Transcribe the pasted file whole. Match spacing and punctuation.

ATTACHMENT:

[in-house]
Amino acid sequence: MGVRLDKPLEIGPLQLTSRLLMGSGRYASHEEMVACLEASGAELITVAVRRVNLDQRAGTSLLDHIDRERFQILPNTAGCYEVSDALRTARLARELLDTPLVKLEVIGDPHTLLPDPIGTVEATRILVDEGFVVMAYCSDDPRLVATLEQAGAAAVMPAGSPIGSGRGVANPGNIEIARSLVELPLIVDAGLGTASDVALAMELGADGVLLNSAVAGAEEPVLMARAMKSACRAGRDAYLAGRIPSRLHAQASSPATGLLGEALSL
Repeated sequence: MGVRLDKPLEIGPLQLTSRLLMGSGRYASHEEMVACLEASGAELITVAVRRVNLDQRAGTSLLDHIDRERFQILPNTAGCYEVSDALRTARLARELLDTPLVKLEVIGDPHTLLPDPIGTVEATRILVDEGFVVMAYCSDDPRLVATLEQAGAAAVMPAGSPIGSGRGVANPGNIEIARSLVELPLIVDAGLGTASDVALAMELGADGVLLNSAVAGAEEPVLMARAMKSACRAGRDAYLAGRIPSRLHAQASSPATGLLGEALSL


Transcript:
[in-house]
Amino acid sequence: MGVRLDKPLEIGPLQLTSRLLMGSGRYASHEEMVACLEASGAELITVAVRRVNLDQRAGTSLLDHIDRERFQILPNTAGCYEVSDALRTARLARELLDTPLVKLEVIGDPHTLLPDPIGTVEATRILVDEGFVVMAYCSDDPRLVATLEQAGAAAVMPAGSPIGSGRGVANPGNIEIARSLVELPLIVDAGLGTASDVALAMELGADGVLLNSAVAGAEEPVLMARAMKSACRAGRDAYLAGRIPSRLHAQASSPATGLLGEALSL
Repeated sequence: MGVRLDKPLEIGPLQLTSRLLMGSGRYASHEEMVACLEASGAELITVAVRRVNLDQRAGTSLLDHIDRERFQILPNTAGCYEVSDALRTARLARELLDTPLVKLEVIGDPHTLLPDPIGTVEATRILVDEGFVVMAYCSDDPRLVATLEQAGAAAVMPAGSPIGSGRGVANPGNIEIARSLVELPLIVDAGLGTASDVALAMELGADGVLLNSAVAGAEEPVLMARAMKSACRAGRDAYLAGRIPSRLHAQASSPATGLLGEALSL